There is admittedly an uncomfortable tension in articulating the role of the intuitive because it would seem to pit science and reason against touchy-feely hocus-pocus. It need not do that as long as it simply remembers this: our universe is such that some but not all phenomena can be explained. Should a day come when all questions have been answered, art will cease to exist or have meaning. That day is inconceivable to the human mind, which processes a duality of infinites and finites. The mind is a microcosm in this respect — consciousness of a finite cosmos would preclude everything we know and how we go about knowing it.

Doctor-cum-novelist Walker Percy warned of the dangers of a "quasi-religious" scientific orthodoxy (Signposts in a Strange Land, 394), ironically enough since he was fond of describing himself as a "lapsed Catholic." He characterized his Catholic existentialism thus:

I suppose I would prefer to describe it as a certain view of man, an anthropology, if you like; of man as wayfarer, in a rather conscious contrast to prevailing views of man as organism, as encultured creature, as consumer, Marxist, as subject to such-and-such a scientific or psychological understanding — all of which he is, but not entirely. It is the "not entirely" I'm interested in — like the man Kierkegaard described who read Hegel, understood himself and the universe perfectly by noon, but then had the problem of living out the rest of the day. (Signposts in a Strange Land, 375, italics mine)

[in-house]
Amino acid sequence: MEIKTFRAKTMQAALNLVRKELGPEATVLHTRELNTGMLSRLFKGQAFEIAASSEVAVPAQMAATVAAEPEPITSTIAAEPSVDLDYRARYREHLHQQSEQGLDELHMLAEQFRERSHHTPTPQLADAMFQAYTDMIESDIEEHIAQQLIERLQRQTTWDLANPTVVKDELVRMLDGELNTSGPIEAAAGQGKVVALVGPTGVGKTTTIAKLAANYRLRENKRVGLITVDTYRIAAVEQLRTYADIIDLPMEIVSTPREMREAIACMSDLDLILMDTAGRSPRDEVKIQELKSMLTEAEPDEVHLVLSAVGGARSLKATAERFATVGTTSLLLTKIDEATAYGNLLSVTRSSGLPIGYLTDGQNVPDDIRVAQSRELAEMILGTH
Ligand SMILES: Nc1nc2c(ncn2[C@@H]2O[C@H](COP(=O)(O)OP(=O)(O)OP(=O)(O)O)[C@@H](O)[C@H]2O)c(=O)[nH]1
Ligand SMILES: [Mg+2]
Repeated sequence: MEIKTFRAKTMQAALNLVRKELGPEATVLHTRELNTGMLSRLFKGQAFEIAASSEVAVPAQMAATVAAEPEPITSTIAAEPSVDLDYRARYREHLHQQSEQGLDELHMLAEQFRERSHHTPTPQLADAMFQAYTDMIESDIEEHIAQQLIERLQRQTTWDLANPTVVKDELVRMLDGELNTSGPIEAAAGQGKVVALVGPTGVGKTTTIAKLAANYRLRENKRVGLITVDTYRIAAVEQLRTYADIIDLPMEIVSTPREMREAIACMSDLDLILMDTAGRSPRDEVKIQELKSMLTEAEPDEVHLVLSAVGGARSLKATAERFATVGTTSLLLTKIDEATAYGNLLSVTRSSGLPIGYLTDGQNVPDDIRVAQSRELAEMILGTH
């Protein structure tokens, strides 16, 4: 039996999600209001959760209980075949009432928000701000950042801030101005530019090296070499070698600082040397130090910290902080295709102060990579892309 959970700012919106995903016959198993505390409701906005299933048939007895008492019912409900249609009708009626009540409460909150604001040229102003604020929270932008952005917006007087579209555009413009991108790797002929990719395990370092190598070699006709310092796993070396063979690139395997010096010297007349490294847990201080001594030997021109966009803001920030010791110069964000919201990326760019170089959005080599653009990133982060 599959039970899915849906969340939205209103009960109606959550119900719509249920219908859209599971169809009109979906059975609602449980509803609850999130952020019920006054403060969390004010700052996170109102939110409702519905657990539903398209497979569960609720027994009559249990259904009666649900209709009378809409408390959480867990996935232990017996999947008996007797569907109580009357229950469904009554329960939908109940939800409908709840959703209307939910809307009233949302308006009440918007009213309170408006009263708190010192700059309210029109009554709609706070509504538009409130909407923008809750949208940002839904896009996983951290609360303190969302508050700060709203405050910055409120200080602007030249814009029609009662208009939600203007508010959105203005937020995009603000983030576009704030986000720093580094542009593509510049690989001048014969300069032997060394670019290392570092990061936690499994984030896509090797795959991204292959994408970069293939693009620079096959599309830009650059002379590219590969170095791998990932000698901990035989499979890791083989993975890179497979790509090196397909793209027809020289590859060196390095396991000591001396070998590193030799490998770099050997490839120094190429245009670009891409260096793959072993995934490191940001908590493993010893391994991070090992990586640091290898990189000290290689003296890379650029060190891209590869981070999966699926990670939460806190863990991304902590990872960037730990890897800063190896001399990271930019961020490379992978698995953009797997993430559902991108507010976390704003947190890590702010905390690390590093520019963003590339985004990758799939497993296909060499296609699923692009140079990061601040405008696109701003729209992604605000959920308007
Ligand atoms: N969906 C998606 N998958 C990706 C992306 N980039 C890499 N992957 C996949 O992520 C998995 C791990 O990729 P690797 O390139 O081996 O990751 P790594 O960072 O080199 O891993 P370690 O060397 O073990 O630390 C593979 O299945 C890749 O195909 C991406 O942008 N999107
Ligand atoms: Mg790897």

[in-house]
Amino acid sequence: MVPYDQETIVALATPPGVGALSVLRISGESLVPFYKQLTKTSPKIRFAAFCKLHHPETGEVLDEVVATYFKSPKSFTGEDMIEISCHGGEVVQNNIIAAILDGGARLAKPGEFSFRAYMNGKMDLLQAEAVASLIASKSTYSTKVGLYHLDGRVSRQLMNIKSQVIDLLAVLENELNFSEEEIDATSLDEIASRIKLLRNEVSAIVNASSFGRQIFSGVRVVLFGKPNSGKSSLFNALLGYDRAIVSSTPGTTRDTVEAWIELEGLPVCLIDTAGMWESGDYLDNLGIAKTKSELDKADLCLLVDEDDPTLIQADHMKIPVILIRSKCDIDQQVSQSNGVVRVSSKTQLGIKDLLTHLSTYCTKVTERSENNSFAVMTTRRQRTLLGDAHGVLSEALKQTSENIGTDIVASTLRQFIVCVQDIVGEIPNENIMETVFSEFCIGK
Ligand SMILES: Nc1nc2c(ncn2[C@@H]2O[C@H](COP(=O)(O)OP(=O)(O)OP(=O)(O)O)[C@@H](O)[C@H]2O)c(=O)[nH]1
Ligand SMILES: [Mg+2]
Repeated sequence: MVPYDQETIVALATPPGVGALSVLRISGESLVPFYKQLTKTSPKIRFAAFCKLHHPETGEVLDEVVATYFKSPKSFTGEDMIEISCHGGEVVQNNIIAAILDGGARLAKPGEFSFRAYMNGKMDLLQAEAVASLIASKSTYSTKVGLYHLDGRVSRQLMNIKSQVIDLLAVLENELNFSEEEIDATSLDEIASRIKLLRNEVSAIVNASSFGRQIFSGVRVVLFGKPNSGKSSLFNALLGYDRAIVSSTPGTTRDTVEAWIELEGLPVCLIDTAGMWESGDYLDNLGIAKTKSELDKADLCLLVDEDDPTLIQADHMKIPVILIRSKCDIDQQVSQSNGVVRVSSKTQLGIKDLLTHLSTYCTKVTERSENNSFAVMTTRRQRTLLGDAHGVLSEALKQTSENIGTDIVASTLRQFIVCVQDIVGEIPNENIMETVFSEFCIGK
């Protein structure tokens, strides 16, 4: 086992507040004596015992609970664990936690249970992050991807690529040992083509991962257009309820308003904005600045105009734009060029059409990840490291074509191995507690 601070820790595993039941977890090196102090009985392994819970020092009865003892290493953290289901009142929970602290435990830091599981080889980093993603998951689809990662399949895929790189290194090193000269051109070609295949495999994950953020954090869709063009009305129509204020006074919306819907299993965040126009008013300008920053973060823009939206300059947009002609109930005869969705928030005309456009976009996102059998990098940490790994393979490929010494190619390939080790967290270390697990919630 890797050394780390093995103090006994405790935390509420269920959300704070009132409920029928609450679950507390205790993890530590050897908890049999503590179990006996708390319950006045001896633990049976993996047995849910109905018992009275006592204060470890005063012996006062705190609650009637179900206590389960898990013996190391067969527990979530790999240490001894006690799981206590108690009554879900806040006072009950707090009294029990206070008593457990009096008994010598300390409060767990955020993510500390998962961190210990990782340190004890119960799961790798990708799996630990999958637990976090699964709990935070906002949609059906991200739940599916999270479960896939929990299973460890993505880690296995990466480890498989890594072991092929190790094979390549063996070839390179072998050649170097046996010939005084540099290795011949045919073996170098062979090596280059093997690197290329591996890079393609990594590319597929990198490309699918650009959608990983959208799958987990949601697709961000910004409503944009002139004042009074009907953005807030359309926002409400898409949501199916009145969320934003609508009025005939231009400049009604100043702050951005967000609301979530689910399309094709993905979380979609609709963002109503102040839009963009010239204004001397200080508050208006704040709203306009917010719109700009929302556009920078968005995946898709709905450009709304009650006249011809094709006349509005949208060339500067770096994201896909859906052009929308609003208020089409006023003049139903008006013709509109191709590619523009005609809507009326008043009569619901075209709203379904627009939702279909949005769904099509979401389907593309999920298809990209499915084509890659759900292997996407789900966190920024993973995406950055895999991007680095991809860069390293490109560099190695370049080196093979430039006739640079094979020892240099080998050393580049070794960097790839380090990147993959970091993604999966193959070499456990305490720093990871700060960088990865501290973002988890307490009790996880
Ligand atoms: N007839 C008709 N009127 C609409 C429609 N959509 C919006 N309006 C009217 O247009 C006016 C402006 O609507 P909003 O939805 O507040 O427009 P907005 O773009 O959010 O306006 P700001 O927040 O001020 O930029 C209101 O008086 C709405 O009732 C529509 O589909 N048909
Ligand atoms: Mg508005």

However religion may have played a role in his personal reckonings with the angst he felt, Percy left behind some of the most powerful writings we have on this peculiar "not entirely" aspect of being human. Fittingly, his preferred tactic was to "novelize philosophy" (382) much as Sartre had; that is, to use methods that were not purely philosophical, and not purely novelistic, to achieve something altogether greater than the sum of its parts. Percy can keep his religion; we need only appreciate the motives that drove him there. For that matter, I can still appreciate from a certain point of view a common refrain of one of my childhood preachers: "We are in this world, but we aren't of it."

That sentiment of displacement has been expressed by many philosophers and theologians. We exist between our own reasoned and intuited concepts of existence. We also exist between our artistic and scientific models of the world. We exist between what Hegel described as a kind of fundamental displacement or madness (Verrücktheit) and our developed consciousness (Daniel Berthold-Bond, Hegel's Theory of Madness, 39). We exist between void and infinity.